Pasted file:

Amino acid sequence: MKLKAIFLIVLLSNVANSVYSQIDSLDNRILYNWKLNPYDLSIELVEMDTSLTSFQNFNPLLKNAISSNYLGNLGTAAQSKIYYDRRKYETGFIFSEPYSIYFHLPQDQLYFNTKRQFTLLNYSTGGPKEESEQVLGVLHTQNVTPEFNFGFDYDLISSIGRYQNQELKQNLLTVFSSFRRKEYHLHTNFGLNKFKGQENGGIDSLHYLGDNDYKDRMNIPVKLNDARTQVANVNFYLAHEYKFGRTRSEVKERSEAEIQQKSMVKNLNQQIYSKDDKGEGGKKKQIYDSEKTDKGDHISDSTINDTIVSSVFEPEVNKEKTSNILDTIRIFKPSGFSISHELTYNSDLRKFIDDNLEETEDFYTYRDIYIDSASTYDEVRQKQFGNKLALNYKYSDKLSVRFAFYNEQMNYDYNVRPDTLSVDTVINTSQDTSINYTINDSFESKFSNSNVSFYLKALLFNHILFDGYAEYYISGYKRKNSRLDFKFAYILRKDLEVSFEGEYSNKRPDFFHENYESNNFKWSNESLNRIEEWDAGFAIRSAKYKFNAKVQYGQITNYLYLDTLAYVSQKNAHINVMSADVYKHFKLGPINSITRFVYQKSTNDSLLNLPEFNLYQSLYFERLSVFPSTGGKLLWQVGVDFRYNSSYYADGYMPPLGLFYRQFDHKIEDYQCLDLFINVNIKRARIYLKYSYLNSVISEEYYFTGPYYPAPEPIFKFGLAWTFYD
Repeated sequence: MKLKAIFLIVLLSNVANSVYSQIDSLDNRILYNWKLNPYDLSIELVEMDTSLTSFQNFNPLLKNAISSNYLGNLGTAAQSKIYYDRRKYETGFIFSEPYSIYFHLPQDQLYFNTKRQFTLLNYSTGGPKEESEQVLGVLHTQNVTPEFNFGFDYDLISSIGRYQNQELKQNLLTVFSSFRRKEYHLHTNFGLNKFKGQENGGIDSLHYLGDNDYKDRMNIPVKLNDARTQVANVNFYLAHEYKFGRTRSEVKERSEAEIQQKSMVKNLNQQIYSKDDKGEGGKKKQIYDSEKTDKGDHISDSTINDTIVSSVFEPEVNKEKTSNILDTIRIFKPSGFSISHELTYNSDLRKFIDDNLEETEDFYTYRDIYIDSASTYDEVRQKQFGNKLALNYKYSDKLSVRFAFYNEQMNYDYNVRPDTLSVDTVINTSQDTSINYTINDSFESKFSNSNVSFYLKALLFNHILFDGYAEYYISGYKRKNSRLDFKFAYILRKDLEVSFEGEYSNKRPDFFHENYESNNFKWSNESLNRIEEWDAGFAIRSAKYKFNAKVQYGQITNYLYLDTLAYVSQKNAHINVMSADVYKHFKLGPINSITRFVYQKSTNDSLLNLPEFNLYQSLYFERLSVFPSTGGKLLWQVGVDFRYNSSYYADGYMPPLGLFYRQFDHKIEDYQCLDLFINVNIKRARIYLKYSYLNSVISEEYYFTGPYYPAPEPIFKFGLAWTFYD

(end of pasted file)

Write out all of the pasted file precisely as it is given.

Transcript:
Amino acid sequence: MKLKAIFLIVLLSNVANSVYSQIDSLDNRILYNWKLNPYDLSIELVEMDTSLTSFQNFNPLLKNAISSNYLGNLGTAAQSKIYYDRRKYETGFIFSEPYSIYFHLPQDQLYFNTKRQFTLLNYSTGGPKEESEQVLGVLHTQNVTPEFNFGFDYDLISSIGRYQNQELKQNLLTVFSSFRRKEYHLHTNFGLNKFKGQENGGIDSLHYLGDNDYKDRMNIPVKLNDARTQVANVNFYLAHEYKFGRTRSEVKERSEAEIQQKSMVKNLNQQIYSKDDKGEGGKKKQIYDSEKTDKGDHISDSTINDTIVSSVFEPEVNKEKTSNILDTIRIFKPSGFSISHELTYNSDLRKFIDDNLEETEDFYTYRDIYIDSASTYDEVRQKQFGNKLALNYKYSDKLSVRFAFYNEQMNYDYNVRPDTLSVDTVINTSQDTSINYTINDSFESKFSNSNVSFYLKALLFNHILFDGYAEYYISGYKRKNSRLDFKFAYILRKDLEVSFEGEYSNKRPDFFHENYESNNFKWSNESLNRIEEWDAGFAIRSAKYKFNAKVQYGQITNYLYLDTLAYVSQKNAHINVMSADVYKHFKLGPINSITRFVYQKSTNDSLLNLPEFNLYQSLYFERLSVFPSTGGKLLWQVGVDFRYNSSYYADGYMPPLGLFYRQFDHKIEDYQCLDLFINVNIKRARIYLKYSYLNSVISEEYYFTGPYYPAPEPIFKFGLAWTFYD
Repeated sequence: MKLKAIFLIVLLSNVANSVYSQIDSLDNRILYNWKLNPYDLSIELVEMDTSLTSFQNFNPLLKNAISSNYLGNLGTAAQSKIYYDRRKYETGFIFSEPYSIYFHLPQDQLYFNTKRQFTLLNYSTGGPKEESEQVLGVLHTQNVTPEFNFGFDYDLISSIGRYQNQELKQNLLTVFSSFRRKEYHLHTNFGLNKFKGQENGGIDSLHYLGDNDYKDRMNIPVKLNDARTQVANVNFYLAHEYKFGRTRSEVKERSEAEIQQKSMVKNLNQQIYSKDDKGEGGKKKQIYDSEKTDKGDHISDSTINDTIVSSVFEPEVNKEKTSNILDTIRIFKPSGFSISHELTYNSDLRKFIDDNLEETEDFYTYRDIYIDSASTYDEVRQKQFGNKLALNYKYSDKLSVRFAFYNEQMNYDYNVRPDTLSVDTVINTSQDTSINYTINDSFESKFSNSNVSFYLKALLFNHILFDGYAEYYISGYKRKNSRLDFKFAYILRKDLEVSFEGEYSNKRPDFFHENYESNNFKWSNESLNRIEEWDAGFAIRSAKYKFNAKVQYGQITNYLYLDTLAYVSQKNAHINVMSADVYKHFKLGPINSITRFVYQKSTNDSLLNLPEFNLYQSLYFERLSVFPSTGGKLLWQVGVDFRYNSSYYADGYMPPLGLFYRQFDHKIEDYQCLDLFINVNIKRARIYLKYSYLNSVISEEYYFTGPYYPAPEPIFKFGLAWTFYD